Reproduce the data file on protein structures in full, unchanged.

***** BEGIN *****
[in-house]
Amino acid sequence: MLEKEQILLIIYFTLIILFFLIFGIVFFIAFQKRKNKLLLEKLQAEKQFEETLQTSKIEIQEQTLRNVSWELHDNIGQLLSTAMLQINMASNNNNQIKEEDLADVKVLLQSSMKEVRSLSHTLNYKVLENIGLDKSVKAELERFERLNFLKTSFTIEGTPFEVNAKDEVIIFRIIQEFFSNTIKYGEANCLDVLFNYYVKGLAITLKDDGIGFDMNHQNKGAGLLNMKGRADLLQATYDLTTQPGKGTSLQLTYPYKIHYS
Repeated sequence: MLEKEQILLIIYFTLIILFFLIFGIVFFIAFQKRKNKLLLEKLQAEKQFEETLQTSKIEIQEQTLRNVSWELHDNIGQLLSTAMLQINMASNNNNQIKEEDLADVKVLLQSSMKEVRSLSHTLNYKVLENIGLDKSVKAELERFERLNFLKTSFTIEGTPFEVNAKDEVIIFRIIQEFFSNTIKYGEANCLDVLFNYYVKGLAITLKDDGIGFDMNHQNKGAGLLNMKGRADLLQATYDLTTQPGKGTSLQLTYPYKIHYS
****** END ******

[in-house]
Amino acid sequence: MLEKEQILLIIYFTLIILFFLIFGIVFFIAFQKRKNKLLLEKLQAEKQFEETLQTSKIEIQEQTLRNVSWELHDNIGQLLSTAMLQINMASNNNNQIKEEDLADVKVLLQSSMKEVRSLSHTLNYKVLENIGLDKSVKAELERFERLNFLKTSFTIEGTPFEVNAKDEVIIFRIIQEFFSNTIKYGEANCLDVLFNYYVKGLAITLKDDGIGFDMNHQNKGAGLLNMKGRADLLQATYDLTTQPGKGTSLQLTYPYKIHYS
Repeated sequence: MLEKEQILLIIYFTLIILFFLIFGIVFFIAFQKRKNKLLLEKLQAEKQFEETLQTSKIEIQEQTLRNVSWELHDNIGQLLSTAMLQINMASNNNNQIKEEDLADVKVLLQSSMKEVRSLSHTLNYKVLENIGLDKSVKAELERFERLNFLKTSFTIEGTPFEVNAKDEVIIFRIIQEFFSNTIKYGEANCLDVLFNYYVKGLAITLKDDGIGFDMNHQNKGAGLLNMKGRADLLQATYDLTTQPGKGTSLQLTYPYKIHYS